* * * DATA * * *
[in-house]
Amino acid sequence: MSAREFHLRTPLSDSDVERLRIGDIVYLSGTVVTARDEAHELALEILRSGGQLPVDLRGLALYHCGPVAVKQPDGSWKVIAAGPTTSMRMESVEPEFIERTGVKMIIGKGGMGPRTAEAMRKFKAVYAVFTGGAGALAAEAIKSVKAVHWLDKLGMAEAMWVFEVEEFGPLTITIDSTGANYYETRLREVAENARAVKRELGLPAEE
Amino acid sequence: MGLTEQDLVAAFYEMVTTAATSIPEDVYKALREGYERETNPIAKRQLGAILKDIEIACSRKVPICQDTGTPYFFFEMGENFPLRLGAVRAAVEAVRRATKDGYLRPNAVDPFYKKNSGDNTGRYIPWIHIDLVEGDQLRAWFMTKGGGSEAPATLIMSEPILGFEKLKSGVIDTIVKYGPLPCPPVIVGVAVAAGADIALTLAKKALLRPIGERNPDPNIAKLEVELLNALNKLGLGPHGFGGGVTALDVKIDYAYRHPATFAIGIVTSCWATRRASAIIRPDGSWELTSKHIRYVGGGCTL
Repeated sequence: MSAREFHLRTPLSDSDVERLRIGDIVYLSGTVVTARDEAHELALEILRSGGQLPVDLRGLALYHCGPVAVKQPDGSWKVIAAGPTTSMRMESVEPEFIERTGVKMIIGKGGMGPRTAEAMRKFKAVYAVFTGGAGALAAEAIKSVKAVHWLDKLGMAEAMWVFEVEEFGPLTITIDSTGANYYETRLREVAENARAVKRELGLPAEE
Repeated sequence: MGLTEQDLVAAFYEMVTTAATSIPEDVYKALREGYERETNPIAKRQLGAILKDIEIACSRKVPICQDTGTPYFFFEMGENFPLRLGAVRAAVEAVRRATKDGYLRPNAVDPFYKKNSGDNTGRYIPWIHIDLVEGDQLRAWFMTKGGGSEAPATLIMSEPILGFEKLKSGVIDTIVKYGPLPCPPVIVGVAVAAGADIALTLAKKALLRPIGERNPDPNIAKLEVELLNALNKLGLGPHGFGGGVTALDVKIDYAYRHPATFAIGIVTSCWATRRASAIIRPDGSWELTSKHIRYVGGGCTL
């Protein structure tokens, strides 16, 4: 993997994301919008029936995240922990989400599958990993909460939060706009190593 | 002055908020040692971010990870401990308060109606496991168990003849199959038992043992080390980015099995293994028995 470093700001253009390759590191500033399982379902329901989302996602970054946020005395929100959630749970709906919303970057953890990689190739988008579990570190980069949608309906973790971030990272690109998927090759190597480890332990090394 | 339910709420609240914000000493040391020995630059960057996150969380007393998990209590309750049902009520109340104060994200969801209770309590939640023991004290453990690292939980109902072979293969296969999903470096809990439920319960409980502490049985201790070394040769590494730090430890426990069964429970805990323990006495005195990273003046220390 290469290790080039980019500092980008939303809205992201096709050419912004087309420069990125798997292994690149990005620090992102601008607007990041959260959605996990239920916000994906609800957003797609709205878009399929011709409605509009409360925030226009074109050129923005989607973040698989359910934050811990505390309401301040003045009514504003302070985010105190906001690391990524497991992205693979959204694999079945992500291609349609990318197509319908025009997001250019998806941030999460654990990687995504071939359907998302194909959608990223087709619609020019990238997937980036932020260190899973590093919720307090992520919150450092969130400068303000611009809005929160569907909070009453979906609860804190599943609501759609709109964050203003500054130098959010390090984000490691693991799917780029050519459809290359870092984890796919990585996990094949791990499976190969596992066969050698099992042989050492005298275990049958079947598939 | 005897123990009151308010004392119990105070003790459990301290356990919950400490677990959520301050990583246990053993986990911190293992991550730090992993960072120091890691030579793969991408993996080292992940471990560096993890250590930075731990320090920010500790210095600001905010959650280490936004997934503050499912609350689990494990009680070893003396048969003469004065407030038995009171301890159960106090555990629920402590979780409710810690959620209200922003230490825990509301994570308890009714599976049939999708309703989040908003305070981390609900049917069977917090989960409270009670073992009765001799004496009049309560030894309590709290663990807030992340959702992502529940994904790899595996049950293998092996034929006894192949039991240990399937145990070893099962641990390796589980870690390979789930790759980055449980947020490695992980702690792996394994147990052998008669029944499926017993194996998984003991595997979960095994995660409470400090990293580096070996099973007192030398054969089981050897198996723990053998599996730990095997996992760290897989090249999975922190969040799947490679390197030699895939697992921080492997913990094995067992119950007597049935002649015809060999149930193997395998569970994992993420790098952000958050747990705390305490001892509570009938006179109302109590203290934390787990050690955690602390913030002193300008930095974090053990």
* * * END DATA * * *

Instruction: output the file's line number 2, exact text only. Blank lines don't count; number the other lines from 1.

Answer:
Amino acid sequence: MSAREFHLRTPLSDSDVERLRIGDIVYLSGTVVTARDEAHELALEILRSGGQLPVDLRGLALYHCGPVAVKQPDGSWKVIAAGPTTSMRMESVEPEFIERTGVKMIIGKGGMGPRTAEAMRKFKAVYAVFTGGAGALAAEAIKSVKAVHWLDKLGMAEAMWVFEVEEFGPLTITIDSTGANYYETRLREVAENARAVKRELGLPAEE